Black, & Latinos, Native & Elderly Underrepresented in Decade of Vaccine Trials

Black, & Latinos, Native & Elderly Underrepresented in Decade of Vaccine Trials TrialsiteN

Scientific Experts from both the U.S. and Puerto Rico recently completed a new stud revealing the great need for diversity in vaccine clinical trials.  Finding a decade of disparity, the authors published recently in JAMA Network Open and among other things found that in research across America not surprisingly Blacks, Latinos, Native Americans/Alaska Native represent the most “underrepresented groups.” Interestingly, adult women are now “overrepresented.” What did the study authors find? Based on an investigation into 230 U.S.-based clinical trials testing vaccines, covering all phases and 220,000 participants, the team found that from July 2011 to June 2020 that first and foremost many sponsors failed to even report on demographic data. Among the study’s that did report that, Whites accounted for 78% of all participants while women represented 56% of all participants. Blacks accounted for 11% of the total (not far off the total U.S. 12.%); Hispanics accounted for 12%, Native Americans/Alaska Native at 0.4% and individuals 65 and up accounted for 12%.

Recently, Fred Hutch released news on this topic as associate professor in the Vaccine and Infectious Disease Division at Fred Hutchinson Cancer Research Center. Dr. Steve Pergam served as one of the corresponding authors. Dr. Pergam shared that, “The COVID-19 pandemic and its devastating impact, particularly only BIPOC (Black, Indigenous and People of Color) communities and older adults, is a painful reminder of the health disparities in our country.”

While Asian and Native Hawaiian/Pacific Islander participants turned out to be equitably represented, Dr. Pergam continued, “This collaborative work highlights a problem that’s plagued the scientific community for too long—inadequate representation in clinical trials. The diversity seen in the COVID1-9 vaccine trials demonstrate we can do this, but we need to assure future studies focus not just on rapid enrollment but also on inclusion.”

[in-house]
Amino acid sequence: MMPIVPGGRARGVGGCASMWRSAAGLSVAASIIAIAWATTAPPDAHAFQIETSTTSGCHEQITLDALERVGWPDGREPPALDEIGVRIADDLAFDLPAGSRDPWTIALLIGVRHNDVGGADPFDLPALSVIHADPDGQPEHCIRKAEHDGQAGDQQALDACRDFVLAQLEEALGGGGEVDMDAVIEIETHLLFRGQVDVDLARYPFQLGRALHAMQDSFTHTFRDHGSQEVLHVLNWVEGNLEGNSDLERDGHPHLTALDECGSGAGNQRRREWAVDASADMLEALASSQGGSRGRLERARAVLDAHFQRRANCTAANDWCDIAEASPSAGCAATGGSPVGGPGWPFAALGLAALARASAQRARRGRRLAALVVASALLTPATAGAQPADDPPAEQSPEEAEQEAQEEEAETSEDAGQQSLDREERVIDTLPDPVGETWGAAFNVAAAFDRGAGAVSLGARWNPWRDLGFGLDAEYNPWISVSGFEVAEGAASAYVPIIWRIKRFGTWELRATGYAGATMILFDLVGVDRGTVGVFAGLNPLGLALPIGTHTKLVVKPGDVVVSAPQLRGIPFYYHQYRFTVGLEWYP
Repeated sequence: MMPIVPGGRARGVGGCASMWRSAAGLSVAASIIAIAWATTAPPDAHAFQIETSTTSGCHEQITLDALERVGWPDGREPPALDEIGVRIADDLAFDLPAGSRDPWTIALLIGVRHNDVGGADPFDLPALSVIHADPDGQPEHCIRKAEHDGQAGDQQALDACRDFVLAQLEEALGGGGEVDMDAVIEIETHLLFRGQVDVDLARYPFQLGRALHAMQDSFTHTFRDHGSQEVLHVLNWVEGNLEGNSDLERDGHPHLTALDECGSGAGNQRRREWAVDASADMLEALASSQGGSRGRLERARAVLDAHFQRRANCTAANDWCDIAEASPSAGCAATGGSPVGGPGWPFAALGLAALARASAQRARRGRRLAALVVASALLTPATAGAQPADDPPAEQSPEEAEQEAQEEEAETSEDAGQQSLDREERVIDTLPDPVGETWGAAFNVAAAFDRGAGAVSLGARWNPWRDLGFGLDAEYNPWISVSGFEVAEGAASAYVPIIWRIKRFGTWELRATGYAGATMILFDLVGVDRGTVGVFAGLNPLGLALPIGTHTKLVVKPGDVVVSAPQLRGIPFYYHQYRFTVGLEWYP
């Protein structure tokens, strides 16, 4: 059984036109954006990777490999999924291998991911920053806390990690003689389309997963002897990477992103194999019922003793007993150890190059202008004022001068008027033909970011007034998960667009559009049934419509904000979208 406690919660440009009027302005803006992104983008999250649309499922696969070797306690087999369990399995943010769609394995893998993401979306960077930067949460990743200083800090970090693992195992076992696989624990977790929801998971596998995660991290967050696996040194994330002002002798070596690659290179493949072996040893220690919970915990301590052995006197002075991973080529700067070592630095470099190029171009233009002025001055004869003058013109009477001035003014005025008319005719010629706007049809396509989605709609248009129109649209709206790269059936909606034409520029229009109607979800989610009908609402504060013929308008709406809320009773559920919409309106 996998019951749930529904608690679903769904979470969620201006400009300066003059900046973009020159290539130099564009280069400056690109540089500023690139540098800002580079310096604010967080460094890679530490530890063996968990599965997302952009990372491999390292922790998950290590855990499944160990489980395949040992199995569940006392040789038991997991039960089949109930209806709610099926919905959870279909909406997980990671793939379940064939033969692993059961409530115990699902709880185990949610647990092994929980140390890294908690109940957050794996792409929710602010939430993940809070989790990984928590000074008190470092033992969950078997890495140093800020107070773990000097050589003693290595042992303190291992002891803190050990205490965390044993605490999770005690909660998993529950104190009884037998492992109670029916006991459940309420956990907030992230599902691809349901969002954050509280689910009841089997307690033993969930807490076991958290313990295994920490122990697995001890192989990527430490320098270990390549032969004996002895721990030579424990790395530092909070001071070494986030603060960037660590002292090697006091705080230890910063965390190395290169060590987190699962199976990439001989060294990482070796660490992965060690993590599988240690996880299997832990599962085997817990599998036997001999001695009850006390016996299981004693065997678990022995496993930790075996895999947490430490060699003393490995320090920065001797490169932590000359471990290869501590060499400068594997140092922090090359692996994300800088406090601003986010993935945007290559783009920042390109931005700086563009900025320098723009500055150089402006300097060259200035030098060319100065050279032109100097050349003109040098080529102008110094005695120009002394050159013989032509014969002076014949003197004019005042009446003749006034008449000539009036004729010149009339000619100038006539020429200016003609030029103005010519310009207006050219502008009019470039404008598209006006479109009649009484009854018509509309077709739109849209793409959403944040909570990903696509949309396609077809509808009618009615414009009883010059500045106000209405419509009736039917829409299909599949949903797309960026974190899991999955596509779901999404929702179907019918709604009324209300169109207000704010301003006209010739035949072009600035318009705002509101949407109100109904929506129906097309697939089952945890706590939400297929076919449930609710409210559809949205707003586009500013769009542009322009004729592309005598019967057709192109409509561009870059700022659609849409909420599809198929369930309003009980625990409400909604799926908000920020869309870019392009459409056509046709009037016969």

Ongoing Problems with Data Inclusion

While the National Institutes of Health and the U.S. Food and Drug Administration continue to emphasize the importance of diversity and inclusion of minority groups, for example, in studies this research team continued to find problems with capturing and underreporting.

One of the senior authors of this study out of Harvard Medical School in the Department of Physical Medicine and Rehabilitation, Dr. Julie Silver, said, “Going forward, we need to ensure all vaccine studies report demographic information. Dr. Silver acknowledged that they made some significant strides in collecting data from diverse underrepresented populations but emphasized that “racial and ethnic minorities as well as older individuals are frequently not being equitably represented.”

‘Vaccine Hesitancy’: a Real Problem

The authors point out that this lack of engagement and participant can lead to a real problem known as “vaccine resistance and a lack of understanding about safety,” reports Michele Andrasik, senior staff scientist at Fred Hutch and study co-author who also leads engagement efforts for the NIH’s COVID-19 Prevention Network.  

Recently, the National Academies of Sciences, Engineering and Medicine set up a committee to improve the representation of women and underrepresented minorities in clinical trials and research, involving study author Dr. Carlos de Rio, professor of medicine at Emory University School of Medicine.

Fred Hutch—an Active Research Center in the Pandemic

Fred Hutch researchers are playing a leading role in an international scientific response to the pandemic — tracking the virus’s global spread, developing diagnostic tests and monoclonal antibodies that neutralize the virus, designing and evaluating COVID-19 vaccines in early and late-phase clinical trials, and working to better understand how the human immune system can provide durable protection and prevent future outbreaks. Even as the scientific community rapidly works towards vaccines and treatments, we can all do our part to keep our communities safe right now by wearing face coverings and maintaining physical distancing. Check out Fred Hutch’s Coronavirus Overview